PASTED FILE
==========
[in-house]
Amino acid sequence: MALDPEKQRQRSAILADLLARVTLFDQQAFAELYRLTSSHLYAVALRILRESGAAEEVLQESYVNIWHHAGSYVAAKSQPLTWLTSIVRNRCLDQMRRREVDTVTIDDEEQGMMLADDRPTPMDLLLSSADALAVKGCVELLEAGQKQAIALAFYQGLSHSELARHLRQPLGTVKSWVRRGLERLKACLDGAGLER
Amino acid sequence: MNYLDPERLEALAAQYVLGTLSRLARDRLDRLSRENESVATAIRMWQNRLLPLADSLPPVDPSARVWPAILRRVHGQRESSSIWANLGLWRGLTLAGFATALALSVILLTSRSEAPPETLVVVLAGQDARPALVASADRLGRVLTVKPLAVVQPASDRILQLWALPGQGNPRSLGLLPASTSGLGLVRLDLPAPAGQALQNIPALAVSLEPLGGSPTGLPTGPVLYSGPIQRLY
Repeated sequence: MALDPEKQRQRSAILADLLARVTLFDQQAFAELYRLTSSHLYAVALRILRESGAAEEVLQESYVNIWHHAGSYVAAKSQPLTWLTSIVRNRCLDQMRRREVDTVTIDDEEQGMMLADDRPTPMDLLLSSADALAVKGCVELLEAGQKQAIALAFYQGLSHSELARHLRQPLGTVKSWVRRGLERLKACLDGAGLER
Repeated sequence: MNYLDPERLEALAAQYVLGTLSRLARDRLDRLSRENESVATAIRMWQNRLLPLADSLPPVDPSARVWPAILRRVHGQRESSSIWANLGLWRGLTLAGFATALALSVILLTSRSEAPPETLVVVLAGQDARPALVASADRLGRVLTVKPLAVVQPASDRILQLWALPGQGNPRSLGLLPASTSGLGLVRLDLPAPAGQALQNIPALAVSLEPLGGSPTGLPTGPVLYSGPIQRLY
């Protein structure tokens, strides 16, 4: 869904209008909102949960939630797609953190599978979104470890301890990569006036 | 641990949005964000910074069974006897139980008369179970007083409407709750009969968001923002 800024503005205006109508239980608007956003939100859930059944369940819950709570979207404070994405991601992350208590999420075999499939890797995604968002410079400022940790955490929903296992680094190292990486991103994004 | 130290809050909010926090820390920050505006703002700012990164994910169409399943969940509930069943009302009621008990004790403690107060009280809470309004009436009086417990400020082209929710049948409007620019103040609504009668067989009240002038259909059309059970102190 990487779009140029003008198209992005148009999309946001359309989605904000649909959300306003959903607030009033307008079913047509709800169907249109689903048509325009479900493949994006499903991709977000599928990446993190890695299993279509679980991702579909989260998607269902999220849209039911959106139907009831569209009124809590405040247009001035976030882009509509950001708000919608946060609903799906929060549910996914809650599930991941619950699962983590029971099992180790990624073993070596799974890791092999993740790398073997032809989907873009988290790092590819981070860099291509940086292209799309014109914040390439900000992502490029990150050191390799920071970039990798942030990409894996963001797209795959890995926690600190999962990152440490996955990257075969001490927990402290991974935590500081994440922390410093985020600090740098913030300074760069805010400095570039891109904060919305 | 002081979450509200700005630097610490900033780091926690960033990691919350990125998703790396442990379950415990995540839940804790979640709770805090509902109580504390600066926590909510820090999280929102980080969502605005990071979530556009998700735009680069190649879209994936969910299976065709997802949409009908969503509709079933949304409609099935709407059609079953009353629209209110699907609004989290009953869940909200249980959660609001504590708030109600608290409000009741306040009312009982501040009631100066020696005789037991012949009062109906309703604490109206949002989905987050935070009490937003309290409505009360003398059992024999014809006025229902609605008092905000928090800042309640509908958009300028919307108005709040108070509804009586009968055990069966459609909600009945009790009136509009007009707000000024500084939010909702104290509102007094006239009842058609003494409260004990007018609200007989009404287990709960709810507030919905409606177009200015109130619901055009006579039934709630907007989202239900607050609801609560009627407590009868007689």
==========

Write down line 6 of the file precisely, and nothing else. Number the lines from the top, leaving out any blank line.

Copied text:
């Protein structure tokens, strides 16, 4: 869904209008909102949960939630797609953190599978979104470890301890990569006036 | 641990949005964000910074069974006897139980008369179970007083409407709750009969968001923002 800024503005205006109508239980608007956003939100859930059944369940819950709570979207404070994405991601992350208590999420075999499939890797995604968002410079400022940790955490929903296992680094190292990486991103994004 | 130290809050909010926090820390920050505006703002700012990164994910169409399943969940509930069943009302009621008990004790403690107060009280809470309004009436009086417990400020082209929710049948409007620019103040609504009668067989009240002038259909059309059970102190 990487779009140029003008198209992005148009999309946001359309989605904000649909959300306003959903607030009033307008079913047509709800169907249109689903048509325009479900493949994006499903991709977000599928990446993190890695299993279509679980991702579909989260998607269902999220849209039911959106139907009831569209009124809590405040247009001035976030882009509509950001708000919608946060609903799906929060549910996914809650599930991941619950699962983590029971099992180790990624073993070596799974890791092999993740790398073997032809989907873009988290790092590819981070860099291509940086292209799309014109914040390439900000992502490029990150050191390799920071970039990798942030990409894996963001797209795959890995926690600190999962990152440490996955990257075969001490927990402290991974935590500081994440922390410093985020600090740098913030300074760069805010400095570039891109904060919305 | 002081979450509200700005630097610490900033780091926690960033990691919350990125998703790396442990379950415990995540839940804790979640709770805090509902109580504390600066926590909510820090999280929102980080969502605005990071979530556009998700735009680069190649879209994936969910299976065709997802949409009908969503509709079933949304409609099935709407059609079953009353629209209110699907609004989290009953869940909200249980959660609001504590708030109600608290409000009741306040009312009982501040009631100066020696005789037991012949009062109906309703604490109206949002989905987050935070009490937003309290409505009360003398059992024999014809006025229902609605008092905000928090800042309640509908958009300028919307108005709040108070509804009586009968055990069966459609909600009945009790009136509009007009707000000024500084939010909702104290509102007094006239009842058609003494409260004990007018609200007989009404287990709960709810507030919905409606177009200015109130619901055009006579039934709630907007989202239900607050609801609560009627407590009868007689």